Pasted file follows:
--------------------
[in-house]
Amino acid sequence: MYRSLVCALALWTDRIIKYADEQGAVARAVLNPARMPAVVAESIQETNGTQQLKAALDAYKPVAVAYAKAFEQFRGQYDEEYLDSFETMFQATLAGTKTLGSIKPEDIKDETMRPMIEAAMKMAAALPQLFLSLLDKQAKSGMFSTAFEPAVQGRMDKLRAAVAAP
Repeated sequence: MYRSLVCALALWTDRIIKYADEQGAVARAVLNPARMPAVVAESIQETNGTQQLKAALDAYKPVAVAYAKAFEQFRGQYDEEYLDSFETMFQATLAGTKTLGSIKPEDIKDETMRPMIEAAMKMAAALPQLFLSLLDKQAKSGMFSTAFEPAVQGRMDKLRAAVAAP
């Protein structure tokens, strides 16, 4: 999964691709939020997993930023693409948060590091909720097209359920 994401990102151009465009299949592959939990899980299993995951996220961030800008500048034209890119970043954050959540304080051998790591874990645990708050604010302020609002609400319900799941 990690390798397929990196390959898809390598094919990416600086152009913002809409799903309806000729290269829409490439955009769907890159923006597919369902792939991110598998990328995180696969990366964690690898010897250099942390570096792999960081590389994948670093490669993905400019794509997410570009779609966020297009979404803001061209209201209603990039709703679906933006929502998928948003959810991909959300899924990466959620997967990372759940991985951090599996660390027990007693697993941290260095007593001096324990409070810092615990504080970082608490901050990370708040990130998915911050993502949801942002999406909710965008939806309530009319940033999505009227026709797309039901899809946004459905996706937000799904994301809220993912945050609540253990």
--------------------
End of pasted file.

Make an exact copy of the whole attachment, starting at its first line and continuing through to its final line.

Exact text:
[in-house]
Amino acid sequence: MYRSLVCALALWTDRIIKYADEQGAVARAVLNPARMPAVVAESIQETNGTQQLKAALDAYKPVAVAYAKAFEQFRGQYDEEYLDSFETMFQATLAGTKTLGSIKPEDIKDETMRPMIEAAMKMAAALPQLFLSLLDKQAKSGMFSTAFEPAVQGRMDKLRAAVAAP
Repeated sequence: MYRSLVCALALWTDRIIKYADEQGAVARAVLNPARMPAVVAESIQETNGTQQLKAALDAYKPVAVAYAKAFEQFRGQYDEEYLDSFETMFQATLAGTKTLGSIKPEDIKDETMRPMIEAAMKMAAALPQLFLSLLDKQAKSGMFSTAFEPAVQGRMDKLRAAVAAP
């Protein structure tokens, strides 16, 4: 999964691709939020997993930023693409948060590091909720097209359920 994401990102151009465009299949592959939990899980299993995951996220961030800008500048034209890119970043954050959540304080051998790591874990645990708050604010302020609002609400319900799941 990690390798397929990196390959898809390598094919990416600086152009913002809409799903309806000729290269829409490439955009769907890159923006597919369902792939991110598998990328995180696969990366964690690898010897250099942390570096792999960081590389994948670093490669993905400019794509997410570009779609966020297009979404803001061209209201209603990039709703679906933006929502998928948003959810991909959300899924990466959620997967990372759940991985951090599996660390027990007693697993941290260095007593001096324990409070810092615990504080970082608490901050990370708040990130998915911050993502949801942002999406909710965008939806309530009319940033999505009227026709797309039901899809946004459905996706937000799904994301809220993912945050609540253990």